Some of the cases exclusively deal with vicious agreements and contracts having a tendency to interfere with the freedom of elections and appointments to office, an outstanding one of which is the case of Martin v. Francis, supra, from this court, and in which an agreement similar in all respects to the one here involved was denounced "because they (such contracts) impose on a public officer the obligation to appoint an assistant or deputy without reference to his fitness or qualifications for the place, and only for the reason that it was a part of an agreement entered into, not for the benefit of the public, but pursuant to a corrupt bargain detrimental to the public." The law casts upon a sheriff, after taking his oath of office, the right and duty to appoint his own deputies in the performance of which he is as much bound by his oath as he is in the performance of any other official act. But if he has previously bargained away that right, he has thereby vested in his bargainee the right to perform such an official act without even the restraining influence of an admonishing oath to secure its proper exercise, and, under the authorities, supra, such a contract is nevertheless vicious although "no injury to the public would result in the particular case," or that "the intent of the parties was good," and which destroys the efficacy of the admitted fact, that Barringer was competent to fill the office of deputy sheriff of Jefferson county, to relieve the agreement of its viciousness and of the duty of the court to lend no aid to its enforcement.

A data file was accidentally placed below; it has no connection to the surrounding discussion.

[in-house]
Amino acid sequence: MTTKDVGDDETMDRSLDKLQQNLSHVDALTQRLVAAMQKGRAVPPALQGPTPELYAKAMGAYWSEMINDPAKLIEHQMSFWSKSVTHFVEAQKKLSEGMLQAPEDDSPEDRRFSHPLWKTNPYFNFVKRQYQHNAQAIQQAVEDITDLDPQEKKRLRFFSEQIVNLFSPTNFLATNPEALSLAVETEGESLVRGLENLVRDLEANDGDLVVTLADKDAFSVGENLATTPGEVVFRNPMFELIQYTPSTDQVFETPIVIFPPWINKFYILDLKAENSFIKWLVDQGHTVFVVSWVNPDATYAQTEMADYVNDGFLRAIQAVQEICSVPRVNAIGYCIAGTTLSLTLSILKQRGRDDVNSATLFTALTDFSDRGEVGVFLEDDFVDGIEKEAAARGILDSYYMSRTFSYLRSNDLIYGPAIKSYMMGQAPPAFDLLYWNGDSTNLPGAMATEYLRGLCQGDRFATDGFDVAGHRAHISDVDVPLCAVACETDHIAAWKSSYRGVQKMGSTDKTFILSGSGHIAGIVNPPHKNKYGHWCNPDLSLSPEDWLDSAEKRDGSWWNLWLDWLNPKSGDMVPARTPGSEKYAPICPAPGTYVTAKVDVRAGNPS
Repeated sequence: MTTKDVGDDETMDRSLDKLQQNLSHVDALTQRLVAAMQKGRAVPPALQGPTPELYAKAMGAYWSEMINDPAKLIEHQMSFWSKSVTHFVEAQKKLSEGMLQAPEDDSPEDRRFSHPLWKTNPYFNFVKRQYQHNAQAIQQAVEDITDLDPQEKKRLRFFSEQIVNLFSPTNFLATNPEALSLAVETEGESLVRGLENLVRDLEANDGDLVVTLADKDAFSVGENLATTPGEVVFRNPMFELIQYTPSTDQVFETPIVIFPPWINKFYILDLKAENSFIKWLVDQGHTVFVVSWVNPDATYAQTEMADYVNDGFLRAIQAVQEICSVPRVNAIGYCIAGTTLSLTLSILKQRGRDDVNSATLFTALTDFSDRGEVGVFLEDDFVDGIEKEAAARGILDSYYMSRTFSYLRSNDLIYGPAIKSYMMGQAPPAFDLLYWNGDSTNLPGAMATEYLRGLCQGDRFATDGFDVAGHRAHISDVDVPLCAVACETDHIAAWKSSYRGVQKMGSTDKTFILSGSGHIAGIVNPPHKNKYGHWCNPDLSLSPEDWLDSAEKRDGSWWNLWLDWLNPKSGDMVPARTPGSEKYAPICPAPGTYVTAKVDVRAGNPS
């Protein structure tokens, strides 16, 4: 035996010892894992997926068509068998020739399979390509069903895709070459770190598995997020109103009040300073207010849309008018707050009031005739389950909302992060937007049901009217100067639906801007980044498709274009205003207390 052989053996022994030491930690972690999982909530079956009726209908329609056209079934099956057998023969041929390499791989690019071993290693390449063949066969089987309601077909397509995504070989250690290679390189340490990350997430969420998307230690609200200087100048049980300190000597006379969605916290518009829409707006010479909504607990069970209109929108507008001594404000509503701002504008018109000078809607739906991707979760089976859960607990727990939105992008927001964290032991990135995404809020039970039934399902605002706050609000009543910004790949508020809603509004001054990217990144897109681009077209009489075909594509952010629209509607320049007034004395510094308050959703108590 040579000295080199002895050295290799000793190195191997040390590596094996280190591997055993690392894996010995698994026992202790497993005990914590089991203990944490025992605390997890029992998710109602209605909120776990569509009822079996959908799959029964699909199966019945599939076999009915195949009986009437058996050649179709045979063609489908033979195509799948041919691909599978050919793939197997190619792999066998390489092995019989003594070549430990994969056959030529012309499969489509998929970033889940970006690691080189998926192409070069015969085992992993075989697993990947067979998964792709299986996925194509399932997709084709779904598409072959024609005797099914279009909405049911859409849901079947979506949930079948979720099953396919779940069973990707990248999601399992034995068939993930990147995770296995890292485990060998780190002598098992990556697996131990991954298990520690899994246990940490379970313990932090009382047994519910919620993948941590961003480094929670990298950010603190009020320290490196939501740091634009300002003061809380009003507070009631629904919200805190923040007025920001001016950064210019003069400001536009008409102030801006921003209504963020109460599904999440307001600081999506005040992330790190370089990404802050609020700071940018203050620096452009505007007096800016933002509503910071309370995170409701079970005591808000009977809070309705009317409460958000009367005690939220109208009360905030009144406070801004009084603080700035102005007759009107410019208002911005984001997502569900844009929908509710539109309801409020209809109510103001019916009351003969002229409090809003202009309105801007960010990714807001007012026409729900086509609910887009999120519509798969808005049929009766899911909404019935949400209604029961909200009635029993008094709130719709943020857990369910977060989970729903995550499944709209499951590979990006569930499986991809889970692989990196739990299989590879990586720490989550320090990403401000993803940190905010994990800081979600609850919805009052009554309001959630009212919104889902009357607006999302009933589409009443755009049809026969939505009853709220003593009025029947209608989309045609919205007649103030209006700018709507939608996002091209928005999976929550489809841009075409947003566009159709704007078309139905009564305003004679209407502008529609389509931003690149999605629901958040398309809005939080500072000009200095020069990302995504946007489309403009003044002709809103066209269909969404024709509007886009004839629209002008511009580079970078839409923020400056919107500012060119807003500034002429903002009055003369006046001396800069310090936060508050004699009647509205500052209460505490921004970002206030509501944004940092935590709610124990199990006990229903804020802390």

It is conceded in the opinion of the court that the agreement here involved would not be enforced as between defendant and Searcy, the immediate parties to it; but it is held that, since Searcy is not a party to this litigation, the court will not refuse to interfere with its specific performance, but will indirectly compel it by mandatorily requiring plaintiff, as county judge, to perform an official act, which under the law is requisite and necessary to complete the full performance and successful carrying out of the admittedly unlawful agreement. A simple illustration will, as I think, suffice to demonstrate the fallacy of that position. According to it, if defendant was himself a party to the unlawful agreement, i. e., if he had also agreed at the same time with Searcy and plaintiff that he would approve such deputies as Searcy would designate, but afterwards relented and refused to perform his part of the agreement, then he would not be required by this mandamus proceeding to do so; but, inasmuch as he was not a party to the agreement, but discovered it before he was called upon to give his approval to the appointment and to administer the oath to the appointee, which are the final acts for the specific execution of the agreement, he may be compelled to do so and to thereby foist upon the people an officer or officers whose selection was rooted in, and was the outgrowth of, the most vicious type of anti-public policy transactions.